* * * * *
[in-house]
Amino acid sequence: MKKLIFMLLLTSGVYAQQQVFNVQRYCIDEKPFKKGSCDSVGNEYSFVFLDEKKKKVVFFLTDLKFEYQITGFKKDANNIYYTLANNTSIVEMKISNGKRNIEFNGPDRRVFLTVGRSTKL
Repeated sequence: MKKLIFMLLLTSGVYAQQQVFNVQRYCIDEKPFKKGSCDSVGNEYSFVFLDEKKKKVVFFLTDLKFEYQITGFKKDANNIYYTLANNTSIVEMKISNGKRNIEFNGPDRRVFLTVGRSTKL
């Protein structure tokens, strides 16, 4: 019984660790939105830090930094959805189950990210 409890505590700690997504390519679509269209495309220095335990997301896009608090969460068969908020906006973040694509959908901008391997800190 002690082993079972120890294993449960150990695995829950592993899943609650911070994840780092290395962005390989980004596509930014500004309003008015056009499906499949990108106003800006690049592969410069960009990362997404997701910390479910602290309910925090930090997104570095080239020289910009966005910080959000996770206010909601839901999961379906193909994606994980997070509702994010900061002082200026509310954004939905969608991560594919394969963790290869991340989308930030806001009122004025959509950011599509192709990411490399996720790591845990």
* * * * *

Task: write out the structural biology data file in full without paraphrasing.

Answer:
[in-house]
Amino acid sequence: MKKLIFMLLLTSGVYAQQQVFNVQRYCIDEKPFKKGSCDSVGNEYSFVFLDEKKKKVVFFLTDLKFEYQITGFKKDANNIYYTLANNTSIVEMKISNGKRNIEFNGPDRRVFLTVGRSTKL
Repeated sequence: MKKLIFMLLLTSGVYAQQQVFNVQRYCIDEKPFKKGSCDSVGNEYSFVFLDEKKKKVVFFLTDLKFEYQITGFKKDANNIYYTLANNTSIVEMKISNGKRNIEFNGPDRRVFLTVGRSTKL
């Protein structure tokens, strides 16, 4: 019984660790939105830090930094959805189950990210 409890505590700690997504390519679509269209495309220095335990997301896009608090969460068969908020906006973040694509959908901008391997800190 002690082993079972120890294993449960150990695995829950592993899943609650911070994840780092290395962005390989980004596509930014500004309003008015056009499906499949990108106003800006690049592969410069960009990362997404997701910390479910602290309910925090930090997104570095080239020289910009966005910080959000996770206010909601839901999961379906193909994606994980997070509702994010900061002082200026509310954004939905969608991560594919394969963790290869991340989308930030806001009122004025959509950011599509192709990411490399996720790591845990």